For Wharton MBA Admissions, with the start of the New Year comes a new round of applicants. Our Round 2 candidates submitted their applications last week and are now awaiting interview invitations, which begin to be released later this month. We welcomed our Round 1 admits right before the holidays.

For our whole team, decision day is one of the best days of the year. The Admissions team and I spend the morning calling our admitted students to congratulate and welcome them. Every year, we are tickled by the surprise and emotions of our admitted students. Many whoop with delight, some even shed a tear or two, and more than a handful ask if the call is for real or a prank. This year, one of our excited Class of 2015 admits jumped up in the air after hearing the news, and in doing so, accidentally hung up on my colleague. He called back to apologize, saying, “That has to have happened before, right?” There is a first for everything …

Speaking of firsts, Round 1 marked the debut of our new team-based discussion evaluation method as part of our application process. In true Wharton entrepreneurial spirit, MBA Admissions, in collaboration with the Wharton Innovation Group, launched this new evaluation method in order to give our candidates a glimpse into Wharton’s group learning dynamic, while allowing us to observe firsthand how they may contribute to our diverse community of learners. It is this type of pioneering spirit that we hope is attractive to students considering an MBA program, especially our budding entrepreneurs.

According to the Graduate Admission Council, the number of GMAT-takers intending to concentrate in entrepreneurship is growing—up 10 percent from five years ago. Likewise, we have seen increased interest in our entrepreneurship offerings at Wharton, from participation in our entrepreneurship-focused Admissions panels and eClub online chats for prospective students to frequent inquiries about the new Semester in San Francisco program.

Wharton’s reputation as a leader in entrepreneurship has benefitted from our longstanding—and outstanding—legacy of Wharton-founded startups: PayPal, Warby Parker,, and Alice +Olivia, just to name a few. In fact, Wharton’s MBA Career Management statistics show that about 10 percent of the Class of 2012 (full-time) and 2013 (interns) joined startups or started their own ventures; this is a greater percentage than those going into other industry groupings such as hedge funds and health care.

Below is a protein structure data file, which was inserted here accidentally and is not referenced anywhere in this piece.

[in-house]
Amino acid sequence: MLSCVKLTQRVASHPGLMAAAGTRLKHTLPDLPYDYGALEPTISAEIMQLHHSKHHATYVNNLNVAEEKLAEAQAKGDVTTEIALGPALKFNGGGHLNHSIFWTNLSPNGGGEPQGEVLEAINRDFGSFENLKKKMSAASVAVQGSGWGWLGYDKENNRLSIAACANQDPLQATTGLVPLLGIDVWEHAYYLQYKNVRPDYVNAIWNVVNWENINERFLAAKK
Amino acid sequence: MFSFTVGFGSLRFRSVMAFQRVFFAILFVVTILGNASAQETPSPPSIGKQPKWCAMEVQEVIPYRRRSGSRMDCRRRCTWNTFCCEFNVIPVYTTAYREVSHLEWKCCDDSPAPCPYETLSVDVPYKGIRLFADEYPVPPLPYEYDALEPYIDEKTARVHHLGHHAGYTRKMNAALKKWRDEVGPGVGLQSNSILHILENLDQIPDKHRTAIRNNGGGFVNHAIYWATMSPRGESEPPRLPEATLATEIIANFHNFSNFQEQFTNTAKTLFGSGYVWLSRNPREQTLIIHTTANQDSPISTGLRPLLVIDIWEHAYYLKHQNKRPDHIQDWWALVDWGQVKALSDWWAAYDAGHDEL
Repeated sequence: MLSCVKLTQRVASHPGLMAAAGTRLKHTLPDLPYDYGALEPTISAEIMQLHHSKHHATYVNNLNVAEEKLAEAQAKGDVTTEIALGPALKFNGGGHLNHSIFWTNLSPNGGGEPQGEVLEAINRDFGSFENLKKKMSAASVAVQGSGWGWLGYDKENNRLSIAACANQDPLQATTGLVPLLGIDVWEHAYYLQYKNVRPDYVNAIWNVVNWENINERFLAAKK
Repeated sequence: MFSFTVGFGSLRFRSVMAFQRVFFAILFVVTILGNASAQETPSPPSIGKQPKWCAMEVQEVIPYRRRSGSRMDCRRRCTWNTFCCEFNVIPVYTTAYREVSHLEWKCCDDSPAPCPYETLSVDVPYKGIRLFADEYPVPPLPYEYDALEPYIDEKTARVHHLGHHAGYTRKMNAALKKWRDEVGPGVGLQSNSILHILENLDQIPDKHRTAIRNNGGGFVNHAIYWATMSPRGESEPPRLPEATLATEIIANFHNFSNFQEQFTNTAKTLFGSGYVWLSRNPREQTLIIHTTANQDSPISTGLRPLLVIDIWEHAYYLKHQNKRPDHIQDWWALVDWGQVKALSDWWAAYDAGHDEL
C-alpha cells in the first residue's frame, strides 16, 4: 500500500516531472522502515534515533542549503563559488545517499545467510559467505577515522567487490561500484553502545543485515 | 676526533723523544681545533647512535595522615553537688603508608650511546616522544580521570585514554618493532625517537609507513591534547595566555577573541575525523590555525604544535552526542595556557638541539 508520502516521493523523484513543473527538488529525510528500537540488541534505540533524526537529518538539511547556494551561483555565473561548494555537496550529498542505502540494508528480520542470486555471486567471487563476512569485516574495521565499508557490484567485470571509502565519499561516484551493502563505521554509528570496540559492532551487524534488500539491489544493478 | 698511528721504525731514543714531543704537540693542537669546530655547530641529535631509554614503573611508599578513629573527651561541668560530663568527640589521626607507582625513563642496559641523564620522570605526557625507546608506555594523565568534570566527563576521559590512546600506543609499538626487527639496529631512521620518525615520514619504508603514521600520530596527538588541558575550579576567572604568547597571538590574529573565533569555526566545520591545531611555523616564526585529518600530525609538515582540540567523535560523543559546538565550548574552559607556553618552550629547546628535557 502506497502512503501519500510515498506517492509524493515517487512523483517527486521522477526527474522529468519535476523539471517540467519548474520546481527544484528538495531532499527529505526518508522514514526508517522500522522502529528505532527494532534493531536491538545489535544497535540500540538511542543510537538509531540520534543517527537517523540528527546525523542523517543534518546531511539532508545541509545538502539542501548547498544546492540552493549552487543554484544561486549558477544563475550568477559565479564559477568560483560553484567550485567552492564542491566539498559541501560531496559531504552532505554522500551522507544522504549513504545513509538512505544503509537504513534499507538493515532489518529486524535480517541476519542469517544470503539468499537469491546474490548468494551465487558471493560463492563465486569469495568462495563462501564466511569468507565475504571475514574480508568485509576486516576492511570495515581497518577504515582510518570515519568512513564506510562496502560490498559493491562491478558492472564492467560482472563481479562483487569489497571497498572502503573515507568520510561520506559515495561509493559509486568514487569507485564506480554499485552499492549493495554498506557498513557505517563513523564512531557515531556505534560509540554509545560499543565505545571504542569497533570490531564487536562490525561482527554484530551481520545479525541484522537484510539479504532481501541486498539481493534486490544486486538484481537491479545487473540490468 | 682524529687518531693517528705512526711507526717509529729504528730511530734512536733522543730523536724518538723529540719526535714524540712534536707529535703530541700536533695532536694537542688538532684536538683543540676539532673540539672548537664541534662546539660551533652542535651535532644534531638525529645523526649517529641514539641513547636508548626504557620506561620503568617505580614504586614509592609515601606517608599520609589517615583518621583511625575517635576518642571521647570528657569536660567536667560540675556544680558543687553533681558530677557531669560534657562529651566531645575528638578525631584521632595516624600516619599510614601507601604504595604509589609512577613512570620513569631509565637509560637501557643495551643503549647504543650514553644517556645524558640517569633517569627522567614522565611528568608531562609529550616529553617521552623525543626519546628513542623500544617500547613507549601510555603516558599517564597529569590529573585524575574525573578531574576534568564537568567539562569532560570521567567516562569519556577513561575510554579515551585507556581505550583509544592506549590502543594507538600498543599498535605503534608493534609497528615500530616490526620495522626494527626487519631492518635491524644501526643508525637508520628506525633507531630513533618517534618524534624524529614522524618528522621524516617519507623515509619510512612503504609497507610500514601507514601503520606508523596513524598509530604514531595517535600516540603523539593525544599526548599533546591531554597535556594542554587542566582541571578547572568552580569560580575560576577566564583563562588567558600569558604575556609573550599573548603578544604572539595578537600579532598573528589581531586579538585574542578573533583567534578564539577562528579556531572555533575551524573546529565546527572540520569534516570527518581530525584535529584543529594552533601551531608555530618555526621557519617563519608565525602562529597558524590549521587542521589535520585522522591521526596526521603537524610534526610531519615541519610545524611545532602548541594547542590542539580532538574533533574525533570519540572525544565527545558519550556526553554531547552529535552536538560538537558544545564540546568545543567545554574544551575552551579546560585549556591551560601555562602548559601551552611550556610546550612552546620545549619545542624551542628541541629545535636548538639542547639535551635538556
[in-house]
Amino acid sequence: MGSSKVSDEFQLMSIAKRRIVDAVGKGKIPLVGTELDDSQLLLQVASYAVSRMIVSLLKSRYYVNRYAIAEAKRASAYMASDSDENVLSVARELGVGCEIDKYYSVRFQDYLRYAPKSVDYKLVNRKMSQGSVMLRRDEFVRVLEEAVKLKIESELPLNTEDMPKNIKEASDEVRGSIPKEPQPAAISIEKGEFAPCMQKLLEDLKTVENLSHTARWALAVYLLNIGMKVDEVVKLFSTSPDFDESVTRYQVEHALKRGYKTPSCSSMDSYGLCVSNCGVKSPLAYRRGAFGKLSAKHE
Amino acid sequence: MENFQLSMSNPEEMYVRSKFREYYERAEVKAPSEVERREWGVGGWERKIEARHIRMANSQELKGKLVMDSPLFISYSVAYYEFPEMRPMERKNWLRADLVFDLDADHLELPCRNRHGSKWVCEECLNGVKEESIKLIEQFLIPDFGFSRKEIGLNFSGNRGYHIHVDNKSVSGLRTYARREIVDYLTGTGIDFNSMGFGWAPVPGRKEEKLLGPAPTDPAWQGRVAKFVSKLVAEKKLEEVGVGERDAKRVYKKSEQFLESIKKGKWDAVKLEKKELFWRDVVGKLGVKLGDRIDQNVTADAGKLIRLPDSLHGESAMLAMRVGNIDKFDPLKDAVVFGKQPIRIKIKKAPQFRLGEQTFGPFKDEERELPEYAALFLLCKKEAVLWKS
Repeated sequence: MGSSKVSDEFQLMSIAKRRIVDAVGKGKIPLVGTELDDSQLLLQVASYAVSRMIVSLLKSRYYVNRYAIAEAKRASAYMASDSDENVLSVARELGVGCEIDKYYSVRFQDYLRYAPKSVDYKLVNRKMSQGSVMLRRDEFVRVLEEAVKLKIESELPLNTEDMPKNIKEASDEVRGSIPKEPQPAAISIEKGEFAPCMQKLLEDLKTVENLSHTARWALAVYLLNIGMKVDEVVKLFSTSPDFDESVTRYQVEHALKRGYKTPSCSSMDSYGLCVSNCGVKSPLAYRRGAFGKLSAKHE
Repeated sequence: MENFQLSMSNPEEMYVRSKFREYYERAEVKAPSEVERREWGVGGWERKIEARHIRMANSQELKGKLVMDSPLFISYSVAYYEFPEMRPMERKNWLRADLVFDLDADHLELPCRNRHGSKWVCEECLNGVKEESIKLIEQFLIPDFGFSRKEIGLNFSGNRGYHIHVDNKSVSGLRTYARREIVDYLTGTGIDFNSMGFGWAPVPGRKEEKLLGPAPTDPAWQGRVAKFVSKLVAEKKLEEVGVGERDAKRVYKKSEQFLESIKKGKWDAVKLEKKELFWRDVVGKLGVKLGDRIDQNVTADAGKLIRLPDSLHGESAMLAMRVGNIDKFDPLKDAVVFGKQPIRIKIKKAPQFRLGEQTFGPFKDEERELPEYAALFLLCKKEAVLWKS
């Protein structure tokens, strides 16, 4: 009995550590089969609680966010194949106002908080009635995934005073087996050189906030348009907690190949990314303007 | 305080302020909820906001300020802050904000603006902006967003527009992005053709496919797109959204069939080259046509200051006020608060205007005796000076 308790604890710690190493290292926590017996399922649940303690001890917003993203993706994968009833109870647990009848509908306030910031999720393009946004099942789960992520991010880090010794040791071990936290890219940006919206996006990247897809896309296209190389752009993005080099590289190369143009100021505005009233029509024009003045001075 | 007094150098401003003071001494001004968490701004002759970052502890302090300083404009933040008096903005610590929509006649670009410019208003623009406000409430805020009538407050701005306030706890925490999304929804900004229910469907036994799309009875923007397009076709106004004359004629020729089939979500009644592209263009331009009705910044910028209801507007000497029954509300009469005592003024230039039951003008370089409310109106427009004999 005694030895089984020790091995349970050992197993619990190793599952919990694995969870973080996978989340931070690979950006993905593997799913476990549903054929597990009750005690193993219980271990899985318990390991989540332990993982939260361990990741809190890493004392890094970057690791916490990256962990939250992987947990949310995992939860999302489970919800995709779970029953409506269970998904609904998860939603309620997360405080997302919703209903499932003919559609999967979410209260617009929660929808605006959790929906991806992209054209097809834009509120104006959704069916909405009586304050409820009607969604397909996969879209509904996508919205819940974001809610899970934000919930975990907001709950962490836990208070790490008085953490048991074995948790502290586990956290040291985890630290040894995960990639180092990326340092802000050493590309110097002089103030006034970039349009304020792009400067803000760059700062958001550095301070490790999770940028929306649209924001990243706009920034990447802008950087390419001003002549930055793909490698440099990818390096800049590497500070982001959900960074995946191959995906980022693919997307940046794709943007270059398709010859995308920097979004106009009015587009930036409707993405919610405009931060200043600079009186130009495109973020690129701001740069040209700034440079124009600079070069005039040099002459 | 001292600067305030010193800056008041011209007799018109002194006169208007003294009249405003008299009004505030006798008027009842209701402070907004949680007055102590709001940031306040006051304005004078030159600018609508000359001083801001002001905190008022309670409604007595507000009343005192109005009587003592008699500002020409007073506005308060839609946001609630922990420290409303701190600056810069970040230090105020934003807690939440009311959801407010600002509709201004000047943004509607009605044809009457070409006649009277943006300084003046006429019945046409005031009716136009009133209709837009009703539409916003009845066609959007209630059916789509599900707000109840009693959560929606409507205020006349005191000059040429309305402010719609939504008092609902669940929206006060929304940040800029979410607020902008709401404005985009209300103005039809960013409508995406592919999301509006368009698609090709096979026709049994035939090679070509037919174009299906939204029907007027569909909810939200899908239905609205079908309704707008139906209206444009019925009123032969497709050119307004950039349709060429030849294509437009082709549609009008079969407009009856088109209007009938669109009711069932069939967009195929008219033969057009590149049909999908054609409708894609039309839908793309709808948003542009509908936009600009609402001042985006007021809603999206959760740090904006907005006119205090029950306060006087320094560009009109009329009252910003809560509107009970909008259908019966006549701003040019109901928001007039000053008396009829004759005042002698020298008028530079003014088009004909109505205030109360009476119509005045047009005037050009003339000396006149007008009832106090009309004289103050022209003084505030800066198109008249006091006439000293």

So what does all of this entrepreneurial buzz mean for MBA Admissions? Well, besides being thrilled that admitted students can now apply to finance their loans through Wharton startup CommonBond, it means that we’re seeing more entrepreneurial and diverse experience from our applicants. Just this fall, we saw applications from founders of innovative startups. These included social missions providing modular homes for the world’s rural poor or manufacturing affordable hearing aids. We also had numerous students running e-commerce sites in addition to their full-time jobs. We even had an applicant who invested in and manages Indonesia’s first widely marketed boy band (again, a first for everything!).

Wharton has no single definition for “entrepreneurship.” Students who don’t come to Wharton planning to start their own businesses benefit from the creativity, discipline, persistence and general management skills they learn from their entrepreneurial colleagues in Wharton’s classrooms. Entrepreneurial students bring these qualities, along with tremendous energy and desire to have impact on a particular community, consumer, industry or country. We are excited to see what future innovators make up the Class of 2015!

Editor’s note: This post first appeared on Wharton’s Entrepreneurship Blog on Jan. 11, 2012.